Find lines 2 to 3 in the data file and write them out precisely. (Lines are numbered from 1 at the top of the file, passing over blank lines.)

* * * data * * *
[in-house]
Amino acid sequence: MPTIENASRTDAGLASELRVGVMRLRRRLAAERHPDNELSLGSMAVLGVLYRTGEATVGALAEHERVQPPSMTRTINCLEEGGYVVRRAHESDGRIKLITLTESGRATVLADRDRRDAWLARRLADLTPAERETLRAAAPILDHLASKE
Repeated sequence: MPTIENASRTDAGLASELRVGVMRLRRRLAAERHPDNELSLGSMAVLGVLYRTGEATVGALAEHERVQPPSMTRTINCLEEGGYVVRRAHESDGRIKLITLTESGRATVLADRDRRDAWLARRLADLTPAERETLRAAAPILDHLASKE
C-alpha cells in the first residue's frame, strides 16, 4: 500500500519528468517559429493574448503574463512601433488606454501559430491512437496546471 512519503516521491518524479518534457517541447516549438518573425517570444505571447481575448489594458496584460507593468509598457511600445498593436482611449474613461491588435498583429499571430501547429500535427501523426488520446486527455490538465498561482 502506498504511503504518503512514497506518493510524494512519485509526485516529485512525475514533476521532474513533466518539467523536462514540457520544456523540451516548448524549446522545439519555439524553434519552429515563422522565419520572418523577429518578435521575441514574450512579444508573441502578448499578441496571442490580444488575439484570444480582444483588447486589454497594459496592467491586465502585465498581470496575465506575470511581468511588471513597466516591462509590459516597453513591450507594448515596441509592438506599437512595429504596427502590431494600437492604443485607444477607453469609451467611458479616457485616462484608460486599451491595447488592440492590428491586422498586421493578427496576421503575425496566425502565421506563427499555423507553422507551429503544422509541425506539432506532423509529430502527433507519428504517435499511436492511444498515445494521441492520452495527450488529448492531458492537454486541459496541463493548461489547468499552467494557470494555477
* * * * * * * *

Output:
Amino acid sequence: MPTIENASRTDAGLASELRVGVMRLRRRLAAERHPDNELSLGSMAVLGVLYRTGEATVGALAEHERVQPPSMTRTINCLEEGGYVVRRAHESDGRIKLITLTESGRATVLADRDRRDAWLARRLADLTPAERETLRAAAPILDHLASKE
Repeated sequence: MPTIENASRTDAGLASELRVGVMRLRRRLAAERHPDNELSLGSMAVLGVLYRTGEATVGALAEHERVQPPSMTRTINCLEEGGYVVRRAHESDGRIKLITLTESGRATVLADRDRRDAWLARRLADLTPAERETLRAAAPILDHLASKE